ALDinHE Annual Conference 2014: Learning Development Spaces and Places

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In April, I had the lucky opportunity to attend the Association of Learning Development in Higher Education’s (ALDinHE) annual conference, where themes such as ownership and identity of learning development departments were discussed and explored through a series of lectures and workshops.

The keynote speaker was Etienne Wenger-Treyner (EWT), a social learning theorist whose work on communities of practice is highly relevant to anyone considering how students and staff identify with their own learning development within higher educationEWT sees learning not as the transmission of a body of knowledge nor even a set of processes to engage with but rather the way in which we negotiate the value of what we do as individuals within ever complex communities of practice.  For EWT, learning is about becoming, which suggests that how we identify with what we do is critical to how we develop experience and competence in our particular subject/interest.

The question of identity is also relevant to the role and location of learning development teams/departments.  The debate on whether learning development should be external or internal to a student’s degree programme was frequently raised throughout workshops and presentations while it was clear there was no definitive answer: some highlighted the sense of marginalisation felt by the location of their department while others saw this as a necessary alternative space where issues/ideas/values could be challenged from within. Yet, the most successful projects appeared to be those with more collaboration between academics, students and learning development teams.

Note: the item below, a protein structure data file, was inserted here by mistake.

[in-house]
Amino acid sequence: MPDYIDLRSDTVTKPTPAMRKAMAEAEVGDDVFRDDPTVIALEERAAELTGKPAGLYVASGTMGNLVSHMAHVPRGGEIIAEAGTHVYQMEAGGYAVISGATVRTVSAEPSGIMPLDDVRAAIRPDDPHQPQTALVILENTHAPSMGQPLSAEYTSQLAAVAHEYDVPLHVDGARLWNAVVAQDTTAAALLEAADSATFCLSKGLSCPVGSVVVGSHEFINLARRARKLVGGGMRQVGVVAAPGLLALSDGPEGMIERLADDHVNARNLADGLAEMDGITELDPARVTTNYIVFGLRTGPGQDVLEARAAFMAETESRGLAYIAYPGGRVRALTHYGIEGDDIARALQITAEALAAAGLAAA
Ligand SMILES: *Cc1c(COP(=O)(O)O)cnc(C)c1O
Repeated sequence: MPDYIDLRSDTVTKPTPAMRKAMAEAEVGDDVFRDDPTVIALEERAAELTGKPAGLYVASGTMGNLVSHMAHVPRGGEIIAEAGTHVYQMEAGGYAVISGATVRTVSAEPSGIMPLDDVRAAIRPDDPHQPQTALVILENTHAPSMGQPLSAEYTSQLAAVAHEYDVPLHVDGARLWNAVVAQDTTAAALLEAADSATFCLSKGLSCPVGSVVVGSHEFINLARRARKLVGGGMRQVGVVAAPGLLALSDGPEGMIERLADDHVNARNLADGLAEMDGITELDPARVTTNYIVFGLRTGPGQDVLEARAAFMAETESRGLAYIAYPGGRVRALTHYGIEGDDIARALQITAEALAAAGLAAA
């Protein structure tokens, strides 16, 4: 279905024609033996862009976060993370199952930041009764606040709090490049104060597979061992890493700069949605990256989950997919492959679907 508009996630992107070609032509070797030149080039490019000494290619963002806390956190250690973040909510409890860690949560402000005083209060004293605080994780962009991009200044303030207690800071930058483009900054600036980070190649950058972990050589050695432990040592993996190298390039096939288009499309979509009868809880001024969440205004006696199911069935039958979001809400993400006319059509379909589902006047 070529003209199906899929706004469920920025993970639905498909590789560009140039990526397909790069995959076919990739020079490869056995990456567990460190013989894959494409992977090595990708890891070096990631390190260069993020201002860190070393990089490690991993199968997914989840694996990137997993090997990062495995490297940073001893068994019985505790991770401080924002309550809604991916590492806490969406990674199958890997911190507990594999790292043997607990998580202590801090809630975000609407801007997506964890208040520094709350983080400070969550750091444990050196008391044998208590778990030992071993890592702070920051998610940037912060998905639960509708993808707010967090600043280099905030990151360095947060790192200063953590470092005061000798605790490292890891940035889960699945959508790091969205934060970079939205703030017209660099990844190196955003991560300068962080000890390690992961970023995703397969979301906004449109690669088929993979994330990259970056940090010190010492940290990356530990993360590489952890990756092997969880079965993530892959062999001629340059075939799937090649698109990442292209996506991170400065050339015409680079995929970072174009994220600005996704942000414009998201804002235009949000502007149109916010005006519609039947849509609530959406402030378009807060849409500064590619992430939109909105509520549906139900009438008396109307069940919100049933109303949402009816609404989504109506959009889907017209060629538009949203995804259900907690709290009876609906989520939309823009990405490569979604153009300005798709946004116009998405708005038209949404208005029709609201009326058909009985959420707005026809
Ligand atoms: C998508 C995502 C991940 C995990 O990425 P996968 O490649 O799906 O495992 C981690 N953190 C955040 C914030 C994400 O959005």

By the end, I began to question whether the debate on where learning development should be located was the most important issue as this will always be dependent upon resources, academic interest and institutional support.  Instead, what seemed more critical was to look at how an institution approaches teaching and learning and then work backwards from there.  In other words, the most effective support seems to emerge from environments where collaborative discussion about how we teach and learn is encouraged, questioned and negotiated across all interested parties.

For further information about the conference presentations and workshops, have a look here.  

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